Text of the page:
A Day At The Maul
Who would have thought that the anti-establishment manifesto of ‘The Maul’ - initially a reactive graduate project - would ever show on schedule at London Fashion Week? In 2016, Gareth Wrighton created The Maul as an interactive commentary on our gluttonous consumption habits. Built as a video game he coded from scratch; it depicted a playable character wearing his clothes, trapped in an abandoned shopping mall, with nothing more than their wits and the derelict shops around them as their resources. Described as “George Romero for Net-a-Porter,” it critiqued the cold disconnect of online retailing by rendering the garments he’d spent months making from contemporary detritus, painfully intangible. Four years later, Wrighton reawakens the beast in a Hollywood live-action remake of sorts, wallowing in the bleak future it foretold.“I’m remaking my final major project because no one paid it any attention and I was right all along”
This final show with Fashion East completes a triptych which continues in its obsessions with Americana, the shifting digital landscape and post-post-modern culture at large. Season one’s frolic in the pines looked to the past, the failures of countercultural movements, broken landscapes and corruption. Season two’s nosedive into the present-day dark web of digital fatigue and desktop perversions, came full circle, as SS20 muse Damien Leonhardt applauded Wrighton in his using of their story as a parable of the ages. The final act, Season Three, looks to the future, there's a glitch in the simulation, we’re all just going loopy as we go about the motions of being without actually being.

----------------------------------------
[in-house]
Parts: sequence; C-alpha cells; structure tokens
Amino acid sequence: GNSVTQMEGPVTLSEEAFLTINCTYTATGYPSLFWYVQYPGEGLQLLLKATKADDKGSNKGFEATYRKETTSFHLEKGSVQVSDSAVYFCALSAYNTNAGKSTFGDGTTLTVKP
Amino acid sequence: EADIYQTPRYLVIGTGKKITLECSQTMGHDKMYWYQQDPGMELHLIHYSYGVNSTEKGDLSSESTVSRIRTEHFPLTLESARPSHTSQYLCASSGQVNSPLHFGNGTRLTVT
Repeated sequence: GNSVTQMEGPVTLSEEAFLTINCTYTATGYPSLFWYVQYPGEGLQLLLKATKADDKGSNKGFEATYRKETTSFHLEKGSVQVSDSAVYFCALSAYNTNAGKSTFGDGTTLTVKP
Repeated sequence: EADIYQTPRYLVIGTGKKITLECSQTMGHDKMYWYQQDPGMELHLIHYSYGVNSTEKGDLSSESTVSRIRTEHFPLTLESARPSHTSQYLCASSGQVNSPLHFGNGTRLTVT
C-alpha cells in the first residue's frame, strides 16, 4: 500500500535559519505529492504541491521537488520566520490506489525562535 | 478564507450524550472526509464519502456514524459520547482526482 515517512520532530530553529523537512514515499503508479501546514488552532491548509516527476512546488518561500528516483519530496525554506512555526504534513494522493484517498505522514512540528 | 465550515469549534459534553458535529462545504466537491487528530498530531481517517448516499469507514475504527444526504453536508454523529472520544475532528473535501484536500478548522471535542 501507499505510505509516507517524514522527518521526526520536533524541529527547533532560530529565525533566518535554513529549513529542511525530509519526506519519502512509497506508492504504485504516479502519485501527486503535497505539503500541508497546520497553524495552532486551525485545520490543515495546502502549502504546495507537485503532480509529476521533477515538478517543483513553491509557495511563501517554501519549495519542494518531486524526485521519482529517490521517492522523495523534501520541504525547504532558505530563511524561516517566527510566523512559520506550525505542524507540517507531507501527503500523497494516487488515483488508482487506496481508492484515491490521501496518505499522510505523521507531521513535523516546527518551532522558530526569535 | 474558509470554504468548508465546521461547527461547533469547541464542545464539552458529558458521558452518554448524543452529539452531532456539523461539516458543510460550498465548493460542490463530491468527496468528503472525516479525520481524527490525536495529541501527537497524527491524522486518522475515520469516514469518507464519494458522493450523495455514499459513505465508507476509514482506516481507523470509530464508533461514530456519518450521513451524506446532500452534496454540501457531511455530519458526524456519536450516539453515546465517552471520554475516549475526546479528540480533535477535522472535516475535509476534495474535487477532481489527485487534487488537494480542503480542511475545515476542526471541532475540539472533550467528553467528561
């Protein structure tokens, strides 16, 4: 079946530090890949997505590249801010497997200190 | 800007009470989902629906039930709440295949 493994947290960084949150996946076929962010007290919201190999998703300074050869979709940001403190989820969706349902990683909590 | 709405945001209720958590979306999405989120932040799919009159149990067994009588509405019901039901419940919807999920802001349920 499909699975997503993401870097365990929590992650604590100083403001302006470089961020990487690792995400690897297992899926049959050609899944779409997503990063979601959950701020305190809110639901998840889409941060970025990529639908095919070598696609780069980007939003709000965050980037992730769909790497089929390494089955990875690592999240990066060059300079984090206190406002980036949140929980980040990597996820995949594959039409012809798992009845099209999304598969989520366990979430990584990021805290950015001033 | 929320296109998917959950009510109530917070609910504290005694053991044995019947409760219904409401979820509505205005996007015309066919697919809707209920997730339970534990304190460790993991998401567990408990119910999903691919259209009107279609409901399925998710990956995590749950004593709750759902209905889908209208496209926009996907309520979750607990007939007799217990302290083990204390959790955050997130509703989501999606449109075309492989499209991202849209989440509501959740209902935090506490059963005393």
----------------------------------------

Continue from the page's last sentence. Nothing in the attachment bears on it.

In his quest to knit the impossible; Wrighton repurposed 344 used make-up wipes to forge his opening look – a witty and subtle appropriation of The Shroud of Turin - rendered in varying shades of bronzer, foundation and contour. The face of Jesus Christ stares back at you from the wipe you’ve used to cleanse your own. A vest is entirely woven from the hair off of his head during his time at Central Saint Martins. Catch a whiff of his lace sailor dress as it leaves a minty trail behind due to its dental floss composition.
His archive was plundered with this season’s trouser looking back at the culottes of Soft Criminal - the 18th-century macaroni meets the 21st-century criminal disruptors - his 2018 collaboration with Ib Kamara and Kristin-Lee Moolman. He bootlegs his own designs with a tongue-in-cheek iteration of SS20’s popped cherry print, complete with an up-cycled pair of AW19’s trousers, “I’ve been looking to answer the question’s I’ve raised with the other shows, there is a real banter between this show and those before. By showing clothes in this way, I’ve done the very thing I set out not to do, and I want to confront that.” In a riff on his coveted landscape sweaters; he imitates Jenna Marbles following a Bob Ross tutorial; “if the 2010s were a person, she’d be Jenna Marbles.”
Beneath the surface of blockbuster memorabilia and human waste, ‘A Day At The Maul’ is the culminating web of recurring themes, references and obsessions, spun into a yarn with which Wrighton knits his sartorial swan song. As per, it’s a dark, twisted and bleakly humorous tale of the very real world around him. As outward-looking as the themes are, it is painfully introspective; “It’s all so referential, but it’s all entirely my own, it’s a confident wrongness, blind loyalty to the obscure, the flippant, the triple entendre, the dry heave, willful ignorance.” This is red pill couture, it’s the problem and the solution.
Words by Kacion Mayers